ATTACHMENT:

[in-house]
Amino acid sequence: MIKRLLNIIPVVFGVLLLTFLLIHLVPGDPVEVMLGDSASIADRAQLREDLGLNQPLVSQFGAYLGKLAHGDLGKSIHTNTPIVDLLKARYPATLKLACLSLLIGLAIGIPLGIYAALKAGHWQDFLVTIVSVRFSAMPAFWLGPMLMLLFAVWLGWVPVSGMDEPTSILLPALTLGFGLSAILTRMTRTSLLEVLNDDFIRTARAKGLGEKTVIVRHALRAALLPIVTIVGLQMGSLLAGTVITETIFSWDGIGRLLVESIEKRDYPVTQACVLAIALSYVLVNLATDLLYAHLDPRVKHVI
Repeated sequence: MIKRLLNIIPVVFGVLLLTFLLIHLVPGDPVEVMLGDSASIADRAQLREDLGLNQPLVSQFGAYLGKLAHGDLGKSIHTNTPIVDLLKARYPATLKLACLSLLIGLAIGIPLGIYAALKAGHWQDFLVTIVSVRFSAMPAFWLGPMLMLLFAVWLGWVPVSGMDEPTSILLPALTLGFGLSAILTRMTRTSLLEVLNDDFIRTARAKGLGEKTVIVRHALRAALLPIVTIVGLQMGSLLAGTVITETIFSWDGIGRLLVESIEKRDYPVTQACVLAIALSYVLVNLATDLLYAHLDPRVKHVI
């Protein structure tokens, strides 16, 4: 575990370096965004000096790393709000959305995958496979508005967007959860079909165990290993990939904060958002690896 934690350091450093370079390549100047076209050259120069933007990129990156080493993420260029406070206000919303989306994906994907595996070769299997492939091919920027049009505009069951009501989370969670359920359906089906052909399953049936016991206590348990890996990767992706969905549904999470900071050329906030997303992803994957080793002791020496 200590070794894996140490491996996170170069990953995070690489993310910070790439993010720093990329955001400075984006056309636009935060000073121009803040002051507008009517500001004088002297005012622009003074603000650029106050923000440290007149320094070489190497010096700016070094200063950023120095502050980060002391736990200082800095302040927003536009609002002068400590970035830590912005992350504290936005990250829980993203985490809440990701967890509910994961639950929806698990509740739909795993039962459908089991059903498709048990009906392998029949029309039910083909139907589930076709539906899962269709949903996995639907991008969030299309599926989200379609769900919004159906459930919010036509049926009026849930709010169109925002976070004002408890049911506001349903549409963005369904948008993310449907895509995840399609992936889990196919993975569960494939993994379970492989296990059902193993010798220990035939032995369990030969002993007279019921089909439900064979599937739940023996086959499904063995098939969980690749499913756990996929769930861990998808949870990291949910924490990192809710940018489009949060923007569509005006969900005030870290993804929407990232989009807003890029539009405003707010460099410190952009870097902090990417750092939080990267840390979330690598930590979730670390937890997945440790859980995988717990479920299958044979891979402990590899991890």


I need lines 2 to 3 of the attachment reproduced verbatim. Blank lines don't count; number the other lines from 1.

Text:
Amino acid sequence: MIKRLLNIIPVVFGVLLLTFLLIHLVPGDPVEVMLGDSASIADRAQLREDLGLNQPLVSQFGAYLGKLAHGDLGKSIHTNTPIVDLLKARYPATLKLACLSLLIGLAIGIPLGIYAALKAGHWQDFLVTIVSVRFSAMPAFWLGPMLMLLFAVWLGWVPVSGMDEPTSILLPALTLGFGLSAILTRMTRTSLLEVLNDDFIRTARAKGLGEKTVIVRHALRAALLPIVTIVGLQMGSLLAGTVITETIFSWDGIGRLLVESIEKRDYPVTQACVLAIALSYVLVNLATDLLYAHLDPRVKHVI
Repeated sequence: MIKRLLNIIPVVFGVLLLTFLLIHLVPGDPVEVMLGDSASIADRAQLREDLGLNQPLVSQFGAYLGKLAHGDLGKSIHTNTPIVDLLKARYPATLKLACLSLLIGLAIGIPLGIYAALKAGHWQDFLVTIVSVRFSAMPAFWLGPMLMLLFAVWLGWVPVSGMDEPTSILLPALTLGFGLSAILTRMTRTSLLEVLNDDFIRTARAKGLGEKTVIVRHALRAALLPIVTIVGLQMGSLLAGTVITETIFSWDGIGRLLVESIEKRDYPVTQACVLAIALSYVLVNLATDLLYAHLDPRVKHVI